Will Redbox get left on the cutting-room floor? This Coinstar (NASDAQ:CSTR) subsidiary may have to slow the exponential growth of its network of movie-rental kiosks, unless it finds an understudy to supply it with movie titles.

Getting blacklisted
Warner Home Video, 20th Century Fox, and Universal think Redbox's $1-a-night rental fee is undermining the value of their cinematic masterpieces. If you can rent a movie for next to nothing, then maybe you won't buy them -- or worse, you may not even go to the theater. The three studios want to delay shipping new DVD releases to the kiosks for several weeks after they've hit shelves at retailers and other rental outfits like Netflix (NASDAQ:NFLX) and Blockbuster (NYSE:BBI). The former company has already entered into a Faustian bargain with the studios to keep its inventory flowing.

Redbox is waging a court battle to force the studios to treat its kiosks equally. In the meantime, it's had to implement a workaround plan to circumvent the bottleneck: purchasing its DVDs directly from retailers.

Maybe it's just a drama queen
According to an SEC filing, Redbox purchases newly released movies at Wal-Mart (NYSE:WMT), Best Buy (NYSE:BBY), and Target (NYSE:TGT). But the company was recently thwarted in its attempt by new policies at some of the stores, which restrict customers to purchasing only three DVDs at a time. The retailers deny that they're in collusion with the movie studios -- Wal-Mart says it's up to individual store managers to decide whether they restrict purchases -- but Redbox amended its lawsuit against Fox to allege that the studios are leaning on the retailers.

Celluloid heroes
Not every studio wants to kill off Redbox. Lions Gate Entertainment (NYSE:LGF), Sony, and Paramount have all entered into agreements to supply the kiosk company with new releases by their "street date," the day they're available to the public for rental. And the movie rental outfit is also going after bigger game. Its plan to add video game rentals to its kiosk offerings could create a potent one-two punch.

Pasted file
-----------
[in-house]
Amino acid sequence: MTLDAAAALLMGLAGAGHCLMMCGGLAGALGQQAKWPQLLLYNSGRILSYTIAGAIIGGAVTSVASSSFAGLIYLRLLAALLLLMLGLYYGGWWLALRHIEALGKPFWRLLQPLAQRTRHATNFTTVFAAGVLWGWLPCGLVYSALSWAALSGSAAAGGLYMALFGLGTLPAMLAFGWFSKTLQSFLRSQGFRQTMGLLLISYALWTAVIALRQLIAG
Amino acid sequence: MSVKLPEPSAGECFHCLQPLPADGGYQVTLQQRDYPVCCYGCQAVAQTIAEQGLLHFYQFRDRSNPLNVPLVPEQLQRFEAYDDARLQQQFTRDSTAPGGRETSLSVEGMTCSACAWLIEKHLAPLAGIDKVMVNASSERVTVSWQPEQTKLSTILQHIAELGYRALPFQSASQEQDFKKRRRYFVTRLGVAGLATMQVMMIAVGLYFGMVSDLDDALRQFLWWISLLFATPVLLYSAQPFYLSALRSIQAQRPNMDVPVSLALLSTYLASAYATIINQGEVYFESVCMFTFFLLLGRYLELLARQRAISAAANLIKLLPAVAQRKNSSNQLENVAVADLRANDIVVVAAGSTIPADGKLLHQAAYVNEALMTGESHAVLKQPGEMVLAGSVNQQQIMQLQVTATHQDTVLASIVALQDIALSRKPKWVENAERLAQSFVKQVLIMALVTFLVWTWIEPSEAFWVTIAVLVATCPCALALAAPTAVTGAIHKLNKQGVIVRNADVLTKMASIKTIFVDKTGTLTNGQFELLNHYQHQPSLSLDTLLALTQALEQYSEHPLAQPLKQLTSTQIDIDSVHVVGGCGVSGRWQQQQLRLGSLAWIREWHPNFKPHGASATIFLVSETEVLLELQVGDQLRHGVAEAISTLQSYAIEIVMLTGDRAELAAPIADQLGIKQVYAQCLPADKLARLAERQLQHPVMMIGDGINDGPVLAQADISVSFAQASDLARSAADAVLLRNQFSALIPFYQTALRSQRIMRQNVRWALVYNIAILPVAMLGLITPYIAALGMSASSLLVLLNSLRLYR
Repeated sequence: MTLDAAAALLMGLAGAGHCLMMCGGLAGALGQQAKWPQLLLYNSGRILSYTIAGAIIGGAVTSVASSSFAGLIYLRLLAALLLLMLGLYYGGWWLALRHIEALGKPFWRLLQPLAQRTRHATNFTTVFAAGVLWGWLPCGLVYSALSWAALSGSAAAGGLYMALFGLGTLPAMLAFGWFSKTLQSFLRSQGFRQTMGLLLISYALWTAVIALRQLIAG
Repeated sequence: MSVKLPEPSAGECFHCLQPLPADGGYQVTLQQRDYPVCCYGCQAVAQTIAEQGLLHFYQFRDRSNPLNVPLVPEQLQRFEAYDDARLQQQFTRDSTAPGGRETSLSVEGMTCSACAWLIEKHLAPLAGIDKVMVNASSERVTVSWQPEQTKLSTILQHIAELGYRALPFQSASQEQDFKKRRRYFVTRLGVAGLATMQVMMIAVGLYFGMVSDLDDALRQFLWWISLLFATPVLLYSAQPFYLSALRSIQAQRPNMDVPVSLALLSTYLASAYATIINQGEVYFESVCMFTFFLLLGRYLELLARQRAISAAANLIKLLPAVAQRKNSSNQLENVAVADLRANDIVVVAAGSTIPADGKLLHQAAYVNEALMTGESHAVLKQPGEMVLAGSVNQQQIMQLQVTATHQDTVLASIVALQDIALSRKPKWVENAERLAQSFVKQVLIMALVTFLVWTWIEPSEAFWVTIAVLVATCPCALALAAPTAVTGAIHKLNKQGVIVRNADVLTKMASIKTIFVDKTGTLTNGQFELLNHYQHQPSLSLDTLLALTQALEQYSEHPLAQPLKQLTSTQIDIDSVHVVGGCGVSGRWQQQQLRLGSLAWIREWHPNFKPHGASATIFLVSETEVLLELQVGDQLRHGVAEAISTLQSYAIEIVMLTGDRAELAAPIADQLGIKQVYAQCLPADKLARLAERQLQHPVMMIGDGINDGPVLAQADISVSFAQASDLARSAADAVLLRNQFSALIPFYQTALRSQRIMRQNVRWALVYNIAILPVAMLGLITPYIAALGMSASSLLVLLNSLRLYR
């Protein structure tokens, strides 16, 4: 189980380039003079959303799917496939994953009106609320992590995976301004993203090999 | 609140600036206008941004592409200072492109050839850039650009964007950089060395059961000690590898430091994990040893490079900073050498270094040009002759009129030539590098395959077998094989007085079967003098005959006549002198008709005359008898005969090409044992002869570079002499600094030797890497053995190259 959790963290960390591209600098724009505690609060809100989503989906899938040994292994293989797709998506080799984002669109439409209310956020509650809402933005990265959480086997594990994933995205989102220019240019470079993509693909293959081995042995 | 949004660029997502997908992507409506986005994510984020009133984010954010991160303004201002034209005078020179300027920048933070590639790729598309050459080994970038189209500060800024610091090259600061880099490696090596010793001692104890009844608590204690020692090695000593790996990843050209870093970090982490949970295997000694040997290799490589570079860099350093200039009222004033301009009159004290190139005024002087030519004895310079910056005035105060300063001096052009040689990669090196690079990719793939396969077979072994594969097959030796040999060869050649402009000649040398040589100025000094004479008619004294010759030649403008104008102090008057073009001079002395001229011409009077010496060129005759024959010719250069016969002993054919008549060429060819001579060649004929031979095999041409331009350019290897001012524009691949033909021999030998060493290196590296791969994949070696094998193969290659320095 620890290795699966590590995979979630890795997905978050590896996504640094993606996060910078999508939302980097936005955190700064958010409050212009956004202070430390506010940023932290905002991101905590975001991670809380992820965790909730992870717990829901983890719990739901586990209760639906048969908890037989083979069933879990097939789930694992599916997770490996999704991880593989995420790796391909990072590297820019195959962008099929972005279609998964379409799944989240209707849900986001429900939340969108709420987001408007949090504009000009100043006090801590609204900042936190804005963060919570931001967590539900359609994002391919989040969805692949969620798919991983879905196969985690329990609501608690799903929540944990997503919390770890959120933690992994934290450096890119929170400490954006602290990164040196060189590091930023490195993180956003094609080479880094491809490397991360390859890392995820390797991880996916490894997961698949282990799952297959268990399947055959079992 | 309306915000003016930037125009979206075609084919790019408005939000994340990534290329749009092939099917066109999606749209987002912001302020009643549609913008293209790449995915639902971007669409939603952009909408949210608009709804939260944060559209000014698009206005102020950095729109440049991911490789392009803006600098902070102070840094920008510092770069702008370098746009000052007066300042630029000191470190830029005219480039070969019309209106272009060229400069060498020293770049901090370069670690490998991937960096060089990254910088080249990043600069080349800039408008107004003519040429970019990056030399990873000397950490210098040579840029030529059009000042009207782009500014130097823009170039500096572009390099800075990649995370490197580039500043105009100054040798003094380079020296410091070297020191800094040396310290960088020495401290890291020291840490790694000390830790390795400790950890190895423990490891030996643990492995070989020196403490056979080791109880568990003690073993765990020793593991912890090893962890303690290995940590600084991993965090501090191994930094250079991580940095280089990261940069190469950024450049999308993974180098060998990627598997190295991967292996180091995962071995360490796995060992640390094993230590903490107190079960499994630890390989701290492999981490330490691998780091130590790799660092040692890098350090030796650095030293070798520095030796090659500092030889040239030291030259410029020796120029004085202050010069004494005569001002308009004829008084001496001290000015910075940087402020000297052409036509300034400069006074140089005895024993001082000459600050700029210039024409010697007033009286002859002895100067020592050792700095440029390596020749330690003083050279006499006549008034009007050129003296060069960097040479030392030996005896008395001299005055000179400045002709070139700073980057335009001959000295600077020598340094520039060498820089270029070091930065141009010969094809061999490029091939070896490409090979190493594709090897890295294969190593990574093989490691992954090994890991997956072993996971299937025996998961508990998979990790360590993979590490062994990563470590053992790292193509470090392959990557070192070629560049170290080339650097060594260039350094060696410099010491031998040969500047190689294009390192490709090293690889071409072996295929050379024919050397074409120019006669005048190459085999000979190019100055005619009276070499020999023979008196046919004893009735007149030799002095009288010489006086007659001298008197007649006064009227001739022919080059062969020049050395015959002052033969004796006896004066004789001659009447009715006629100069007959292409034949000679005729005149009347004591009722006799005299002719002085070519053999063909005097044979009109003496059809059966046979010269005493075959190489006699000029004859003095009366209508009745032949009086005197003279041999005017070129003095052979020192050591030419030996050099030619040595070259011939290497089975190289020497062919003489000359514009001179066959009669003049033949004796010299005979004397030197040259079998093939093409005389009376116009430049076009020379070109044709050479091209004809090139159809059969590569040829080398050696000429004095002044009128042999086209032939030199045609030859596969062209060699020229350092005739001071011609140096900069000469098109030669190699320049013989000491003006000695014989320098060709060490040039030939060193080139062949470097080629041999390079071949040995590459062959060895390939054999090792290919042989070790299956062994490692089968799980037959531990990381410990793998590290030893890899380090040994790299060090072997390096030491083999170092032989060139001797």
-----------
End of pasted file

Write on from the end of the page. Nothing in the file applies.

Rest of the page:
Indeed, Coinstar has already abandoned its coin-operated skill-crane business to focus on kiosk rentals and coin counting. Once the staple of seaside boardwalks and the "fourth wall" of supermarkets, toy-dispensing crane mechanisms just don't hold the same allure -- or profit potential -- as movie rentals. Redbox's operating income jumped 35% year over year, and it's already surpassed the revenue recognized in 2008 from coin counting and entertainment combined.

The casting couch
Like recording industry executives, movie studio honchos have ignored their own role in contributing to the slide in revenue. As Redbox points out, rather than taking money from the studios, it's actually adding to their income stream.

Still, Redbox needs to bring the curtain down on the lawsuits as soon as possible. Legal fees are growing (SG&A expenses, which include litigation costs, are up 47% for the first nine months of the fiscal year), and paying retail for inventory will sharply cut into its margins. Redbox also needs to be careful that it doesn't ruin its relationship with Wal-Mart, which accounts for almost 20% of its revenue.

Coming attractions
With shares down by more than a third from their summer highs, it looks like investor reviews of Coinstar's studio scuffle have been worse than those received by Heaven's Gate. However, if Coinstar prevails in court -- as I think it should -- Redbox could end up as one of the leading actors in movie rentals, and a profitable investment, too.